Rest Home Accused Of Abuse In Death Of Gadfly
Hector Reyna was Oakland’s prototype of a political gadfly
Starting in the 1960s, the rangy, chain-smoking man with a cowboy hat was a candidate in literally dozens of local elections. He ran for the city council, the boards of BART, the AC Transit bus system, and the East Bay Regional Parks, the California Senate, U.S. Congress, and against every mayor of Oakland for 25 years, from Lionel Wilson to Ron Dellums.
Reyna’s politics were difficult to pin down – perhaps he was a libertarian – and he never came close to winning. Still, there was something endearing about Reyna’s earnest manner, and about his battered Lincoln limo, perennially decorated with the poster he used for multiple campaigns: “Stop the Shocking Crime of Oakland!”
But records in Alameda County Superior Court show there was nothing funny about Reyna’s October 2008 death after a brief stay in a Hayward rest home. In a lawsuit filed on his family’s behalf, Oakland lawyer Felicia C. Curran complained that Reyna died from the complications of burns, bedsores and other afflictions caused by the “elder abuse” he allegedly suffered at Diana’s Care Home in Hayward and at nearby St. Rose Hospital.
Reyna was diagnosed with dementia when, at age 73, he was admitted to the rest home in May 2008. Although often confused and disoriented and unable to follow instructions, Reyna was quite mobile, and the rest home simply didn’t keep an eye on him, the suit says.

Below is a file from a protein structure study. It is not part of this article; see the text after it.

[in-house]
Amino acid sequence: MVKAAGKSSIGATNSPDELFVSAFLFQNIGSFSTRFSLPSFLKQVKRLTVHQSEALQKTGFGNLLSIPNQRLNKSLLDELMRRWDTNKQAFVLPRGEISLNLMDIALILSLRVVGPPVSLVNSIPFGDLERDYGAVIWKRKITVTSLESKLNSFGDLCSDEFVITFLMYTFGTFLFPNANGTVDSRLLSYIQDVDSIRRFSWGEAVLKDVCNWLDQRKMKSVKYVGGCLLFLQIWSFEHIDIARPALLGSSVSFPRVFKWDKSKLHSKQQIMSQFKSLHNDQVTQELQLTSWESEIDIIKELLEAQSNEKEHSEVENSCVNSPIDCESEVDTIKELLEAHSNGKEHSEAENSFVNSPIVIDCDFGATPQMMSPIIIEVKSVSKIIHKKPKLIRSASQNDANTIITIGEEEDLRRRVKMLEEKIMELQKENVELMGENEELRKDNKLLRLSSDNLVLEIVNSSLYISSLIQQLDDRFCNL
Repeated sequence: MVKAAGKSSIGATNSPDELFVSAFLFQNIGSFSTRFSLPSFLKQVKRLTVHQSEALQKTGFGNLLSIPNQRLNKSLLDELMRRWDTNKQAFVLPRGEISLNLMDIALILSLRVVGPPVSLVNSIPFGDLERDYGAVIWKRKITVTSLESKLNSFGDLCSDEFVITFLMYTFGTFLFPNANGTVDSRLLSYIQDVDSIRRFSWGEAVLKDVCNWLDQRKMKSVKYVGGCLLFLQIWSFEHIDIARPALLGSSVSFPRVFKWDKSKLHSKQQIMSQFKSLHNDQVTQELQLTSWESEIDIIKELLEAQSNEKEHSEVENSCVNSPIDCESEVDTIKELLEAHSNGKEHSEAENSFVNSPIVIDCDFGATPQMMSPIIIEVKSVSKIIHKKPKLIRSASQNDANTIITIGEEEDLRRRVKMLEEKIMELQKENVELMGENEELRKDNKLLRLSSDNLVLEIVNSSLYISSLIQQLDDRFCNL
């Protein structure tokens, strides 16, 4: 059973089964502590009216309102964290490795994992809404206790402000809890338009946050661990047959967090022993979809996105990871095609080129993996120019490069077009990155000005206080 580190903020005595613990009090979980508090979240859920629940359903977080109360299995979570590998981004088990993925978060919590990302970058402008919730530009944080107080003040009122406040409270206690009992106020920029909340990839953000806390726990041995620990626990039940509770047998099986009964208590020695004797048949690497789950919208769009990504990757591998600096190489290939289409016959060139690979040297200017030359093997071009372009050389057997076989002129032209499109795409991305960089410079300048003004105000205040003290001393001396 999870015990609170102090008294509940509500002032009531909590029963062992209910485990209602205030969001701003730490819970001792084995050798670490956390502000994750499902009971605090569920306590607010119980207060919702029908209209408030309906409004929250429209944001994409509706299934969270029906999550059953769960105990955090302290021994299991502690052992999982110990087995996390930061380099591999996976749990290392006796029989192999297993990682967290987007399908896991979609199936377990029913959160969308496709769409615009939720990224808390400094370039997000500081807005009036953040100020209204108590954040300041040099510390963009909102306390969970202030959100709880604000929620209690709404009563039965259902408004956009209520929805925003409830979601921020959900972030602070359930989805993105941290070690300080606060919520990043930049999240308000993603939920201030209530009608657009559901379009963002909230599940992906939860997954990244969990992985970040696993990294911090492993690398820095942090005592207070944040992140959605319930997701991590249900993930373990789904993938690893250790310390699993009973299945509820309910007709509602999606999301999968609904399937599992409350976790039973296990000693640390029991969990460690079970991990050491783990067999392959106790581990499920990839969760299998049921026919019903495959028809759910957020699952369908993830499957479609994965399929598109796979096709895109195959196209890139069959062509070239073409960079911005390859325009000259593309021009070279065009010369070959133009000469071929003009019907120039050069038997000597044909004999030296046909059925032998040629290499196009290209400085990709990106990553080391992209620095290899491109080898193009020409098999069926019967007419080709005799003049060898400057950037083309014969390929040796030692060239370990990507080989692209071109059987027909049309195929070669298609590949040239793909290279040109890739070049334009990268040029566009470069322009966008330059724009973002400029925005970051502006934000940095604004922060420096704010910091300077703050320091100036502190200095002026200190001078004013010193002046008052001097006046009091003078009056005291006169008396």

On his first day there, Reyna escaped, wound up on BART, fell down some stairs, and was hospitalized with a back injury, the suit says. On a dozen other occasions, Reyna’s escape was only discovered after he was located by neighbors, police, or Reyna’s daughter Marlene, whom Reyna sometimes called from a phone booth.
Reyna was just too much for them, the rest home’s director declared at one point, the suit says.
In August, Reyna got cigarettes and matches, and, unattended, went into the backyard for a smoke. Somehow he set his pants afire, the suit says. Another resident put out the fire with a garden hose. Reyna was hospitalized, but his leg burns never healed properly.
He developed bedsores, and he was injured in a series of falls, the suit says. Five months after he entered the rest home Reyna was dead.
The family says that by law the rest home has the duty to supervise patients with dementia to keep them from harming themselves. Their failure to look after Reyna amounted to “reckless” elder abuse, they claim. The rest home and the hospital haven’t yet responded to the lawsuit.